Climate Protecting Energy- and Environmental Engineering
(Klimaschonende Energie- und Umwelttechnik)
- Electrical Power and Energy Technology
- Energy Systems
- Environmental Technology and Energy Economy
- Multiphase Flows
- Process and Plant Engineering
- Solids Process Engineering and Particle Technology
- Thermal and Separation Processes
- Transport Planning and Logistics
- Wastewater Management and Water Protection
- Water Resources and Water Supply
What with algae as resource and energy suppliers, more efficient energy storage, multiple use of energy in urban areas, and power stations where the carbon dioxide is removed from flue gas, the Climate-Protecting Energy and Environmental Engineering research center is working on energy supply concepts that are especially easy on the climate and on resources and yet ensure safe operation.
How can energy supplies be easy on the environment and on resources and at the same time improve security of supply? This question will pose the overriding technical and societal policy challenge of the years ahead, and it is a challenge that the TUHH’s Climate-Protecting Energy and Environmental Engineering research center has already taken up actively.
Sadly, there are no simple solutions in this area because it is clear there will never be a totally climate- and environment-compatible power supply. Every energy supply chain from source to consumer will involve a certain amount of irreversible energy and materials conversion. Energy from biomass is desirable, but if its share were to increase strongly in future, problems such as soil depletion and primeval forest clearance would be a foregone conclusion. That is why the utilization of bioresources from solid waste and wastewater is of special importance. In the final analysis, every end product in the energy conversion chain has a lasting effect on the environment. In the best case we may, however, succeed in minimizing irreversible energy and materials conversion as far as possible.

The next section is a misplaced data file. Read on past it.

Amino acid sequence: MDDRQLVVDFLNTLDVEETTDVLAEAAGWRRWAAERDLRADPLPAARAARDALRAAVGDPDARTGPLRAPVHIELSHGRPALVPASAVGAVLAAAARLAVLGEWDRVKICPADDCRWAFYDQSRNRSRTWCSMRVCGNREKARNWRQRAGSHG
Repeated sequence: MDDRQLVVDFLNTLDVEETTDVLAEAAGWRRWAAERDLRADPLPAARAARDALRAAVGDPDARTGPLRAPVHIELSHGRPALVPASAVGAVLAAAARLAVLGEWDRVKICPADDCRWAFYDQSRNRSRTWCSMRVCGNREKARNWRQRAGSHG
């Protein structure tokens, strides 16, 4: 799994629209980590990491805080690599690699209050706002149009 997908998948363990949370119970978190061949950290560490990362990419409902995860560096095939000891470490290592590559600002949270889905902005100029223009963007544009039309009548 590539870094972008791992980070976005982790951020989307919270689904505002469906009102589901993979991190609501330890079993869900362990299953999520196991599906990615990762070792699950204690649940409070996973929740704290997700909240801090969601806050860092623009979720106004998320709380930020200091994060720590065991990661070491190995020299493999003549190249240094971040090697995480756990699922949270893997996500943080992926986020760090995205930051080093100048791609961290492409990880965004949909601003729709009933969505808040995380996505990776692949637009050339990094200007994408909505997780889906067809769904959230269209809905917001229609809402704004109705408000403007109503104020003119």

Lack of knowledge about different energy and materials chains and links between them has repeatedly led to errors of judgment in the past, as for instance in the case of nuclear energy, where the final storage issue has yet to be resolved. That is why an overall view of energy and materials conversion processes of this kind is absolutely essential, and in view of the complexity of the subject and the many overlapping specialized aspects, this scientific overview can only be gained within the framework of an interdisciplinary research group.
The TUHH’s accumulated structures and extended strengths make it ideally suitable for the Climate-Protecting Energy and Environmental Engineering research center. Due to its proximity to shipbuilding and aeronautics technology, for example, the university has a traditional focus on research intocomplex systems. Hamburg’s competence as a capital city of transport logistics is a further advantage in developing energy-saving and environment-friendly transportation processes. As even with a local energy supply large-scale power stations cannot be dispensed with entirely, a further advantage is that the TUHH has nationally and internationally acknowledged institutes in this area that are strong in research. This sound knowledge infrastructure enables institutes participating in the research center to investigate the entire energy conversion chain from primary to final energy effectively for improvement potential.
In spite of their diversity, Climate-Protecting Energy and Environmental Engineering research center projects can be roughly divided into three subareas: efficient energy conversion and distribution, efficient utilization of biomass, and energy- and water-efficient settlement technology. Specific issues are, for example, a coal-fired power station with carbon dioxide separation, putting wastewater and solid waste to energy use in urban areas, energy-saving and heat recovery in water supplies, or assessing the consequences of climate change for agriculture in north Germany. Work is also under way on improving insulation of old buildings, on more efficiently cooled batteries and on better air conditioning systems. In collaboration with power utilities, consideration is also being given to how many small-scale gas-fired power stations can create a large virtual power station, how algae can be utilized as a source of biomass, and how water systems can be optimized.
Although each individual project in which the research center is involved aims to improve the entire energy conversion chain, attention is also paid to whether there may be alternative approaches and to the repercussions that the different approaches may have on the climate or the environment. In addition, common basic methods are to be developed in the individual projects to evaluate energy paths, for instance, or for numeric modeling of the different process chains. Public and internal workshops, seminars - especially postgraduate seminars - and above all joint projects provide the framework for this interdisciplinary work.
In its ambitious scientific projects the Climate-Protecting Energy and Environmental Engineering research center thereby strengthens and utilizes the especially cross-research system approach at the TUHH, which requires an overall view of technical correlations from the outset.